W3C home > Mailing lists > Public > public-html-a11y@w3.org > June 2011

RE: Two efforts to kill longdesc

From: John Foliot <jfoliot@stanford.edu>
Date: Wed, 1 Jun 2011 18:28:41 -0700 (PDT)
To: "'Laura Carlson'" <laura.lee.carlson@gmail.com>, "'HTML Accessibility Task Force'" <public-html-a11y@w3.org>
Message-ID: <015201cc20c4$6760fcb0$3622f610$@edu>
Laura Carlson wrote:
>
> The writing is on the wall.

Laura,

With all due respect, I think you are reading more into this than there is.

Seeking to improve and clarify how browsers should implement ARIA is *NOT* 
an attempt to kill off @longdesc, and suggesting anything of that kind is 
simply wrong and divisive. Suggestions of conspiracy plots certainly doesn't 
help garner wider community support for retaining @longdesc. I've long ago 
accused our detractors of using FUD, and I would be terribly saddened if we 
stooped to that level ourselves.

The Accessibility Task Force *and* PFWG have already lent their support to 
advocating (and fighting) to ensure @longdesc remains in HTML5. Silvia, 
Janina and others have spent time and effort helping to ensure that the 
Change Proposal is as tight as it can be going forward. Rumor and 
scuttlebutt has it that a significant amount of discussion time at the AC 
Reps Face-to-Face was dedicated to the @longdesc "situation", and at this 
time I would be extremely surprised if @longdesc did not return to HTML5.

I often use automobiles as analogies in my presentations and talks, and I 
will again here: I don't want to instantly outlaw gasoline burning 
automobiles tomorrow, but I am totally in support of advancing electric 
automobiles as a sane and scalable solution moving forward. These are not 
mutually exclusive positions.


>
> Accessibility Task Force ACTION: Janina to carry to PF the request to
> clarify that ARIA Described-by text can include markup, and that any
> such markup needs to be exposed to a11y apis
> http://www.w3.org/WAI/PF/HTML/track/actions/129

FWIW, we *NEED* this if we are to achieve a means of describing both a media 
asset and an image asset in <video> properly (see: 
http://lists.w3.org/Archives/Public/public-html-a11y/2011May/0466.html & 
http://lists.w3.org/Archives/Public/public-html-a11y/2011May/0559.html) - a 
proposal BTW that many have already agreed is both useful and elegant. But 
it won't work if aria-describedby continues to be wrongly implemented by 
browsers. FWIW, it was *me* who pushed Janina to record this as an Actual 
Item in the minutes, as we need to get this fixed - it's important.

I for one would fight tooth and nail if we were in a situation where 
preserving @longdesc meant that we could not continue to improve and 
innovate on ARIA (or even just seek to ensure that browsers are reading and 
implementing the spec correctly), and I think you would be hard pressed to 
find anyone who would disagree with that statement. Retaining @longdesc 
needs to stand on its own merits (of which there are many, many, many), but 
not as a default concession simply because browsers aren't getting ARIA (and 
specifically aria-describedby) right today. That to me is an extremely 
hollow victory.


>
> Silvia to Jonas in "Re: ISSUE-30 longdesc - Chairs Solicit Alternate
> Proposals or Counter-Proposals" thread:
> "I suggest your change proposal should also include that browsers need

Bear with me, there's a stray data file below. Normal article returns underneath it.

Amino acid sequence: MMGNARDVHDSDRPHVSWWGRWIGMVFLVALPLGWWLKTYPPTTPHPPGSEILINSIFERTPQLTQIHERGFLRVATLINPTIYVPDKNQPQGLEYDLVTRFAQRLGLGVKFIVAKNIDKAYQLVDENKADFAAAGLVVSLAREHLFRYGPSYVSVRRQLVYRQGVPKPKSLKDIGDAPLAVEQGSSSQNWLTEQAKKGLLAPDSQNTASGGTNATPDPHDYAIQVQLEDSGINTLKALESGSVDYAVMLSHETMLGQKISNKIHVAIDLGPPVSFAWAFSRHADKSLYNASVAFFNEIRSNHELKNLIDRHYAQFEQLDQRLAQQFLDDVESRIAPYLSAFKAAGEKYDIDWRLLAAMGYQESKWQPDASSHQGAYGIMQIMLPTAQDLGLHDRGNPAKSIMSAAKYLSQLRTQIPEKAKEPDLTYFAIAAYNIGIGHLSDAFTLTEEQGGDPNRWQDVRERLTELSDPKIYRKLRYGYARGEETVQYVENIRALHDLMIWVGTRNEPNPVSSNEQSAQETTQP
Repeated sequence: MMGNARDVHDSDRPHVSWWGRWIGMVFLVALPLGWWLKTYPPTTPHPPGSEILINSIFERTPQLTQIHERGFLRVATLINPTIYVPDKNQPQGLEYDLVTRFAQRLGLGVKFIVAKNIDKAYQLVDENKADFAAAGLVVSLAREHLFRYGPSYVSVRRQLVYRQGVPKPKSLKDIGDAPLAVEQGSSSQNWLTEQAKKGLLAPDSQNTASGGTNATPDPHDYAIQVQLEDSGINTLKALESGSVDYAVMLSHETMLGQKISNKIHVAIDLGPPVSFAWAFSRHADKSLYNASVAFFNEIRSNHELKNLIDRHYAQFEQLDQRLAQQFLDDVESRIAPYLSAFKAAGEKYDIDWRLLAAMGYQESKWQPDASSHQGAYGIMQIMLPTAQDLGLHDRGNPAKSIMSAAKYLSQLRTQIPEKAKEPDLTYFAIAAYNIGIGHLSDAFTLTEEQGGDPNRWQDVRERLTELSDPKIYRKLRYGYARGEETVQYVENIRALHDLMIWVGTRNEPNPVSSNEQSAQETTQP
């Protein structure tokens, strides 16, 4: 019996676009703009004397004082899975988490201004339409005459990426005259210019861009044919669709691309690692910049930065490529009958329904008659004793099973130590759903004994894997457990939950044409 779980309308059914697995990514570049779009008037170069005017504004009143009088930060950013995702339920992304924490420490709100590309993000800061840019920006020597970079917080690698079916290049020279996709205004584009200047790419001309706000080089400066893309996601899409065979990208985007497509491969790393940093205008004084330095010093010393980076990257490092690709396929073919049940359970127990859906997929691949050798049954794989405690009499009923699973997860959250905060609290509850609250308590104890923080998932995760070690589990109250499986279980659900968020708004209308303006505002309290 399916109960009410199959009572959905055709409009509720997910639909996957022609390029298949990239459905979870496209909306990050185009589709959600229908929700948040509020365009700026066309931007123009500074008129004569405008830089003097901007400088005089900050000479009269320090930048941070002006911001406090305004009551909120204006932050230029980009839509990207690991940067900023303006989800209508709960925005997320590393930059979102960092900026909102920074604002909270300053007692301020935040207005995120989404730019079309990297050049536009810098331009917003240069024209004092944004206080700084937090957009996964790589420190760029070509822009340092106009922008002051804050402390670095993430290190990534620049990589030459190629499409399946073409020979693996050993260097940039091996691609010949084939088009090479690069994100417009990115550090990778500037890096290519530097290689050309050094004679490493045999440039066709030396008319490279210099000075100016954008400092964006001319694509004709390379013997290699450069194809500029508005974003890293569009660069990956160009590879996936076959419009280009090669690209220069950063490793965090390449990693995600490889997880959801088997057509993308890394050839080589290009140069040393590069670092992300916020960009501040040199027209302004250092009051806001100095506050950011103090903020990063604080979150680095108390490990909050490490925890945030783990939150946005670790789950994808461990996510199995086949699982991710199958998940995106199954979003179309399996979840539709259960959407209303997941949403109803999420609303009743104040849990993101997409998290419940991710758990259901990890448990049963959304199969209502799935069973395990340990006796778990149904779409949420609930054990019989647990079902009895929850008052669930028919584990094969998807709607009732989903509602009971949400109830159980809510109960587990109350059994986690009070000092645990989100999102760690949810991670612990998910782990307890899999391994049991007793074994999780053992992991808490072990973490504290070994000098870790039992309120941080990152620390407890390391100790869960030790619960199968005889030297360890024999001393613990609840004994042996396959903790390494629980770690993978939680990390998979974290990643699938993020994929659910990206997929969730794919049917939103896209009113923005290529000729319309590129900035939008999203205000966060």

> to expose the markup of the html snippet(s) that aria-describedby
> points to to accessibility APIs."
> http://lists.w3.org/Archives/Public/public-html/2011Jun/0020.html

Ya? So what? Are you suggesting that this is wrong? That instead the 
browsers implementation of aria-describedby today is "perfect", and that 
they've gotten it 100% completely right? 
(http://lists.w3.org/Archives/Public/public-html-a11y/2011May/0560.html)

If Jonas wants to put forth a proposal that, to implement, means that he 
must also convince his browser company (employer) *and other browsers* about 
the need to fix how they currently treat aria-describedby, then I see that 
as a win. Conversely if he cannot succeed in that task, then his proposal 
fails (as does the proposal for describing the media and image assets, which 
harms accessibility in another way), as it is not technically supported. So 
if he succeeds what we end up with is more ways of ensuring accessibility of 
a wide range of needs. If he fails, we lose: the current proposal for 
poster-alt certainly loses.

No matter what, aria-describedby as a sole replacement for @longdesc will 
not meet all of the other user-requirements (including the need for 
backwards compatibility, or access to all users & not just AAPI users), so I 
am unclear why you are so concerned here.

If *moving forward* we can evolve an authoring-language-agnostic but 
functional equivalent to @longdesc that meets future needs, as well as 
current needs (something that the ARIA folks are already discussing), then I 
say bring it on. (The reverse being that we remain stuck exclusively with 
1990's solutions that do not scale to future needs - @longdesc does not 
solve the poster-alt problem for example).

Do not confuse reasoned and well-crafted, consensus driven progress with 
some kind of Machiavellian plot to kill off @longdesc. There is no doubt in 
my mind that @longdesc needs to remain in the author's tool-box (and in that 
I have not wavered one iota in the 3+ years I too have waged this battle), 
but if newer and more robust solutions arrive that allows @longdesc to 
gracefully sunset (as opposed to the current situation of being strung out 
to die, with *NO* functional replacement) then that is the evolution of the 
web - and evolution is a fact of life.

We can lead, or we can chase behind: which do you think better supports 
accessibility?

JF
Received on Thursday, 2 June 2011 01:29:09 GMT

This archive was generated by hypermail 2.2.0+W3C-0.50 : Friday, 27 April 2012 04:42:40 GMT